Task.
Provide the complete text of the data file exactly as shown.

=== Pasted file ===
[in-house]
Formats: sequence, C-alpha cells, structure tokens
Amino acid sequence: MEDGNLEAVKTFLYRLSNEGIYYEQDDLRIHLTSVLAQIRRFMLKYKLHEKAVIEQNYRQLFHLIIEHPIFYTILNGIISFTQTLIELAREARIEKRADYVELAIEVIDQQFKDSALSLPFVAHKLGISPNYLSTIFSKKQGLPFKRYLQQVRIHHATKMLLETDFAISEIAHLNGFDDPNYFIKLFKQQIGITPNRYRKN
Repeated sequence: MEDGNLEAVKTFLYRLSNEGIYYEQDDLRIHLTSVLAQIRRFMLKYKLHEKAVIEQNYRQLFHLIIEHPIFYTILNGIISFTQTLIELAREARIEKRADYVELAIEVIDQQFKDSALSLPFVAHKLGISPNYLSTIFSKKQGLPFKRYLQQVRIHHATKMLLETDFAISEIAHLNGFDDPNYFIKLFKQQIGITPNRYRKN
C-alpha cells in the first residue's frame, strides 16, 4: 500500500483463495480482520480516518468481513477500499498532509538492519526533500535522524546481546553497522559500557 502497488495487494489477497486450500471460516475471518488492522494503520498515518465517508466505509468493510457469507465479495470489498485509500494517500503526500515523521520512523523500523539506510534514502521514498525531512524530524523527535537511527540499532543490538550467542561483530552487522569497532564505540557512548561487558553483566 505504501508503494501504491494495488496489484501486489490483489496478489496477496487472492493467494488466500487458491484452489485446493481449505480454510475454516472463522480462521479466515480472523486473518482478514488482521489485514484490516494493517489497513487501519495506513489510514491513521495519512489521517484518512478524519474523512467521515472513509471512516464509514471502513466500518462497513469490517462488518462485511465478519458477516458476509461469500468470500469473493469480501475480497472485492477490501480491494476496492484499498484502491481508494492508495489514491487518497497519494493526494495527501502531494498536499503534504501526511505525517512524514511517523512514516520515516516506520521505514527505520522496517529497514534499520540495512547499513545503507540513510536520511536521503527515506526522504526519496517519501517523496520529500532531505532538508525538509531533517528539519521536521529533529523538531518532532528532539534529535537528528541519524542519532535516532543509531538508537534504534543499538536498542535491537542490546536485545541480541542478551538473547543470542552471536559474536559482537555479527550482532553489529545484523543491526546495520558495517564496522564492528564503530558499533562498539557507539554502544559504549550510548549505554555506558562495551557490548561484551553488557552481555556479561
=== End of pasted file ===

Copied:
[in-house]
Formats: sequence, C-alpha cells, structure tokens
Amino acid sequence: MEDGNLEAVKTFLYRLSNEGIYYEQDDLRIHLTSVLAQIRRFMLKYKLHEKAVIEQNYRQLFHLIIEHPIFYTILNGIISFTQTLIELAREARIEKRADYVELAIEVIDQQFKDSALSLPFVAHKLGISPNYLSTIFSKKQGLPFKRYLQQVRIHHATKMLLETDFAISEIAHLNGFDDPNYFIKLFKQQIGITPNRYRKN
Repeated sequence: MEDGNLEAVKTFLYRLSNEGIYYEQDDLRIHLTSVLAQIRRFMLKYKLHEKAVIEQNYRQLFHLIIEHPIFYTILNGIISFTQTLIELAREARIEKRADYVELAIEVIDQQFKDSALSLPFVAHKLGISPNYLSTIFSKKQGLPFKRYLQQVRIHHATKMLLETDFAISEIAHLNGFDDPNYFIKLFKQQIGITPNRYRKN
C-alpha cells in the first residue's frame, strides 16, 4: 500500500483463495480482520480516518468481513477500499498532509538492519526533500535522524546481546553497522559500557 502497488495487494489477497486450500471460516475471518488492522494503520498515518465517508466505509468493510457469507465479495470489498485509500494517500503526500515523521520512523523500523539506510534514502521514498525531512524530524523527535537511527540499532543490538550467542561483530552487522569497532564505540557512548561487558553483566 505504501508503494501504491494495488496489484501486489490483489496478489496477496487472492493467494488466500487458491484452489485446493481449505480454510475454516472463522480462521479466515480472523486473518482478514488482521489485514484490516494493517489497513487501519495506513489510514491513521495519512489521517484518512478524519474523512467521515472513509471512516464509514471502513466500518462497513469490517462488518462485511465478519458477516458476509461469500468470500469473493469480501475480497472485492477490501480491494476496492484499498484502491481508494492508495489514491487518497497519494493526494495527501502531494498536499503534504501526511505525517512524514511517523512514516520515516516506520521505514527505520522496517529497514534499520540495512547499513545503507540513510536520511536521503527515506526522504526519496517519501517523496520529500532531505532538508525538509531533517528539519521536521529533529523538531518532532528532539534529535537528528541519524542519532535516532543509531538508537534504534543499538536498542535491537542490546536485545541480541542478551538473547543470542552471536559474536559482537555479527550482532553489529545484523543491526546495520558495517564496522564492528564503530558499533562498539557507539554502544559504549550510548549505554555506558562495551557490548561484551553488557552481555556479561